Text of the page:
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BIM Questions & AnswersNovember 2014


Dr Sarah Birchall, Sustainability Engineer, BSRIA
Q1. What is the BEP and how does it relate to your EIR?

It is probably easier to think about the EIR first. The EIR (Employer’s Information Requirements) is a pretender document prepared by the Employer, which sets out the information to be delivered and the standards or processes to be adopted by the supplier as part of the project delivery process.

The BEP (BIM Execution Plan) is produced by the supply chain as a response to the EIR, detailing how its requirements will be met.

In accordance with PAS 1192-2:2013, the BEP should cover a number of aspects such as resourcing, capabilities and IT tools and processes.

Q2. What is COBie and when do I deliver COBie data?

COBie (Construction Operations Building information exchange) is a data standard to manage the data coming from BIM models into the client organisation. It was developed by the US Corps of Engineering. COBie data is delivered, via spreadsheet exchange, along with existing contract deliverables, at key stages during the life of an asset to help inform owner or operator decision making.

Q3. What is clash detection?

There are many models in BIM. A model is created by each discipline (MEP, architectural, structural etc.) independently and it is important to know if there are any “clashes” in the design, for example if parts of the structure clash with the M&E equipment. In the past clash detection would take place during the construction phase, when clashes would need fixings on-site, causing added expense and delays.

With BIM, at the design stage the individual discipline models are combined into a federated model using specific software. This software carries out clash detection, based on a series of rules, and highlights potential issues. This means that constructability issues can be resolved before construction begins, saving both cost and time.

Q4. How is the BIM model provided by the supply chain at handover used in operation?

On completion of the new construction project, the project information model (PIM) is passed to the client, together with all the relevant handover information.


Adapted from Figure 10 from PAS 1192-3:2-14 © BSI (click image to zoom)
The PIM, which stores the as-built geometric, non-geometric and other project information, relating to as-constructed, has to be checked, reviewed and approved (at ‘approved gate 6’ on the diagram on the right) before it can enter the ‘Shared Area.’ Further checks, including co-ordination, clash and file checking is completed before being transferred to the Client Shared Area.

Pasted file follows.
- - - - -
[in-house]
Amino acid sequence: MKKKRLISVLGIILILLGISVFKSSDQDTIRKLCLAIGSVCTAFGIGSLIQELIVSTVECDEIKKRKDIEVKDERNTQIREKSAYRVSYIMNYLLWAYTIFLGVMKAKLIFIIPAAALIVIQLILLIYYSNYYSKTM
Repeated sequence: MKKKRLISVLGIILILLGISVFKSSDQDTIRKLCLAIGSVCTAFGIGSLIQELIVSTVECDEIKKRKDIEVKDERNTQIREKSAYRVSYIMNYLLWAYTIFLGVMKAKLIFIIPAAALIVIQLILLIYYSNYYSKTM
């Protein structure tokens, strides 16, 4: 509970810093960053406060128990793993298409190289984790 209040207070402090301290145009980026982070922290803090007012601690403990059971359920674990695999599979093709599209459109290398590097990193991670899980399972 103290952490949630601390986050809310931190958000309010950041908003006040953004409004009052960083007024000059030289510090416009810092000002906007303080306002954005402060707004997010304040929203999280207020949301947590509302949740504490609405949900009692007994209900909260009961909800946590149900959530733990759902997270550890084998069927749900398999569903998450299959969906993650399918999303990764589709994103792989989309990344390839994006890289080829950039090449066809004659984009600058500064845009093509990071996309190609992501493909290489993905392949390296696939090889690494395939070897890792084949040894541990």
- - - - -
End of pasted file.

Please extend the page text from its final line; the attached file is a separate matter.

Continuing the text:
The owner or operator must then verify, validate and authorise (at ‘authorised gate 7’) the contents including content checks against the AIR (asset information requirements), which forms part of the EIR, and completion of the plain language questions (where applicable). The approved data is then transferred to the Published area.

The Published area should be maintained in two parts: a File Store to hold all the Published Level 2 files (documents, geographic models and non-geographic structured data files), and a Data Store to hold all nongeographic structured data as a data model.

The Published area of the CDE should only hold current published information. Any superseded information should be moved into the Archive area.

The verified information in the Published area can be linked with enterprise systems such as Enterprise Reporting System, Information Technology Management Systems, Asset Utilization Systems, Supervisory Control & Data Acquisition Systems and Financial Systems.

PAS 1192-3 focuses on the operational phase of assets. It is a companion document to PAS1192-2, which specified an information management process to support BIM Level2 in the capital/delivery phase. Both can be downloaded from the BSI website.

The diagram above is based on Figure 10 in PAS 1192-3:2014. For continuity, the gate numbers here have been left as they appear in the original source figures.

For further information about BIM and more FAQs please visit the BIM Task Group

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